Soft immobilized pH gradient gels in proteome analysis

A follow-up

Maurizio Bruschi, Luca Musante, Giovanni Candiano, Gian Marco Ghiggeri, Ben Herbert, Francesca Antonucci, Pier Giorgio Righetti*

*Corresponding author for this work

Research output: Contribution to journalArticle

50 Citations (Scopus)

Abstract

As a follow-up of a previous work on two-dimensional map analysis utilizing soft (< 4%T) immobilized pH gradient (IPG) matrices in the first dimension (Candiano et al., Electrophoresis 2002, 23, 292-297), we have further optimized the preparation of such dilute IPG gels. One important step for obtaining an even reswelling of the entire IPG strip along the pH 3-10 interval is a washing step in 100 mM citric acid. It appears as though after rinsing off the excess acid in distilled water, a gradient of this tricarboxylic acid remains trapped into the IPG matrix, from almost nil at the acidic gel region to substantially higher amounts in its basic counterpart. This gradient helps in obtaining a uniform reswelling of the IPG strip, since carboxyl groups are more heavily hydrated than amino groups. The combined effects of uniform reswelling and of diluting the gel matrix favor penetration of large macromolecules (> 200 kDa) and allow for better spot resolution and for the display of a substantially higher number of spots also in the 30-60 000 Da region. A delipidation step in tri-n-butylphosphate:acetone:methanol (1:12:1) appears to substantially improve spot focusing and greatly diminish streaking and smearing of spots in all regions of the pH gradient.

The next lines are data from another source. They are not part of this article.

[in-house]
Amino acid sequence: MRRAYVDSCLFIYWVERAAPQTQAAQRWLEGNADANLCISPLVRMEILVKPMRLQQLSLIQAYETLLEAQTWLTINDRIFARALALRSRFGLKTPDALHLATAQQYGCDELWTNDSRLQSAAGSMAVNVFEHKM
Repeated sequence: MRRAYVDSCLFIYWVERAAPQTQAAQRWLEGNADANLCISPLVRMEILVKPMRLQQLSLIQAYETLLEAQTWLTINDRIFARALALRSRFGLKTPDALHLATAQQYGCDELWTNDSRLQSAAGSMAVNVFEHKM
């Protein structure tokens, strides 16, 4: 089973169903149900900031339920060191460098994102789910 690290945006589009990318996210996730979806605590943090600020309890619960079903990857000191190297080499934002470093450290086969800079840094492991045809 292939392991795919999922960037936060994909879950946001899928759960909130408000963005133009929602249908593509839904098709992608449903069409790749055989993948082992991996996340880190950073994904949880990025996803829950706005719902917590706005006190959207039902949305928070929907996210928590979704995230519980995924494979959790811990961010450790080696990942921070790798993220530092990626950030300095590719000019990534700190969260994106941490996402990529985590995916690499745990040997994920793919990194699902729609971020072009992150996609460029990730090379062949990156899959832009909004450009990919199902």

Original languageEnglish
Pages (from-to)821-825
Number of pages5
JournalProteomics
Volume3
Issue number6
DOIs
Publication statusPublished - 1 Jun 2003

Keywords

  • Platelets
  • Porous immobilized pH gradient gels
  • Red blood cells
  • Two-dimensional maps

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    Bruschi, M., Musante, L., Candiano, G., Ghiggeri, G. M., Herbert, B., Antonucci, F., & Righetti, P. G. (2003). Soft immobilized pH gradient gels in proteome analysis: A follow-up. Proteomics, 3(6), 821-825. https://doi.org/10.1002/pmic.200300361